My choices in clothes just never seem to work out.
On the last day of kindergarten, Mom allowed me to pick what I would wear. I chose an emerald-green corduroy jumper with little evergreen trees all over it.
It was June, too hot to wear corduroy anything. But I insisted on being granted this privilege of choice.
As I waited for the school bus with the sun beating down on me, I realized why Mom had wanted me to wear something else. I felt stupid. The fun was ruined.
It’s a feeling that is painfully familiar now. It happens when I choose clothes based on what I like, without running it past my internal social-appropriateness monitor.
Five decades later, I am no longer sure what I really want to wear. I have stopped listening to myself.
In a small town, at our Catholic school, conformity in dress was extreme. In sixth grade, I was at my most vulnerable to those social pressures. A certain T-shirt dress in red, white and blue was all the rage, and when I got one I became so cool that even a few of the really cool girls were, briefly, friends with me.
But the fashions changed, I couldn’t keep up, and I went back to being friends with the geeks and bookworms.
I kept making my weird choices. Choices that I loved when I made them, and then made me feel bad when I looked around and saw that I was so different from everyone else.
I got glasses in seventh grade that I thought were neat, but apparently made me look like an owl.
I had Mom make me a wrap-around skirt from woven fabric that had a Central American flavor, and people thought it was a throw rug. Then there was a dress in a blue fabric with orange humanoid figures squiggled on it, which I thought was fabulously artistic until someone said “What are those things on your dress?”
Conformity: In high school, I rolled up the plaid skirt of my uniform high enough to expose my thighs. Choice: When I got radicalized by feminism, I stopped rolling and even took the hem out so that my skirt was almost down to my knees. As though I needed more reasons for my lack of popularity with boys.
Once, in my late 20s, I got it right. For the company Christmas party, I chose to make a red satin dress from a Vogue pattern, with a tight bodice and a skirt so full that it extended wider than my outstretched arms. This was a hit when my husband and I showed off our jitterbug moves, and my skirt flew open to a big circle when I twirled, like a whirling dervish.
But we got divorced, and I never again found the right place to wear that dress.
When I began to travel and work overseas, any semblance of choice got left behind in storage. By that time, I had learned at work that dressing in femme, flattering clothes only brought unwanted attention. It was hard enough to get through Africa and the Middle East with my blonde hair and 5’9″ stature; practical, durable, ugly clothes were the only way to go.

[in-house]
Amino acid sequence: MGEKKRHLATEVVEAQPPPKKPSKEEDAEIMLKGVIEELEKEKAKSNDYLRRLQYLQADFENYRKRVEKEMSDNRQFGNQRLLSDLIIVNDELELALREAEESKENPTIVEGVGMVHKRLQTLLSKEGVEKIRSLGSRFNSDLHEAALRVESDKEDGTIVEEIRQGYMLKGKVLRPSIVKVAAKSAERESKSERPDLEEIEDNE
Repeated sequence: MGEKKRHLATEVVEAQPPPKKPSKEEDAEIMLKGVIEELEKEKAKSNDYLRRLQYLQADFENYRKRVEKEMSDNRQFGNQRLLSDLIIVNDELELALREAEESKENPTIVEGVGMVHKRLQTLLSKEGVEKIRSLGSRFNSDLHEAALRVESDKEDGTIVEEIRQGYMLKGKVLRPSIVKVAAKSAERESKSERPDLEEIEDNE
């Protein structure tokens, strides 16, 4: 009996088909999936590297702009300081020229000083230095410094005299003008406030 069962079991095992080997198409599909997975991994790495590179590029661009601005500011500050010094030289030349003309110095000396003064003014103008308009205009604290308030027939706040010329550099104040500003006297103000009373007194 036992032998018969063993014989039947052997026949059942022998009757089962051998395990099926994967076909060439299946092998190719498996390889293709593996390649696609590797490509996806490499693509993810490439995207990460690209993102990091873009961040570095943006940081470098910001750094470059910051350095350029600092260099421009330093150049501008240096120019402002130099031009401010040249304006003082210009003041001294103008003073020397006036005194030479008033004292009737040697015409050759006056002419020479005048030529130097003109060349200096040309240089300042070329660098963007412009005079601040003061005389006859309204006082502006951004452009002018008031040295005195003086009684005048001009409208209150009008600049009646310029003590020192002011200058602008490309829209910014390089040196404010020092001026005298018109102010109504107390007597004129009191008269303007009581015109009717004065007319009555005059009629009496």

And in Afghanistan, keeping my skin and hair covered in public was an essential security precaution. I wore very baggy pants and long, Afghan-style tunics, like a man.
But when we lived in Dubai, I bought a few outfits that I really loved – the loose pyjama pants and long flowing blouses of Central and South Asia, adorned with colorful embroidery and sparkles and matching scarves. They were cool in the heat, flattering to my flabby middle, and never seemed too dressy or too casual.
The local population of Afghans, Pakistanis and Indians gave me thumbs-ups and seemed to love that I wore their style.
I only wore those clothes when I was out somewhere alone, though. It felt too awkward if I was around others from Europe and North America; they only wore the usual Westerner clothes. I don’t even have a photo of myself in those clothes.
Then we came back to live in the U.S., and wearing my Dubai clothes was out of the question. I felt far too conspicuous to wear them, except as a costume when I gave talks about Afghanistan.
I slumped into the anonymity of rural-poor clothes common to North Georgia: dollar-store jeans and Goodwill shirts.
If I truly could wear anything I wanted, it would be those clothes from Dubai. They are comfortable, beautiful, and expressive. Like the red satin dress, they make me want to dance.
But I can’t. Not even in a big city. The irony of America’s melting pot is that, while we have so many nationalities, if you’re not one of them you can’t wear their clothes.
I don’t want to appropriate someone else’s identity. Yet somehow, I can’t find my own.
Today’s penny is a 2006, for the year that I wore clothes I loved.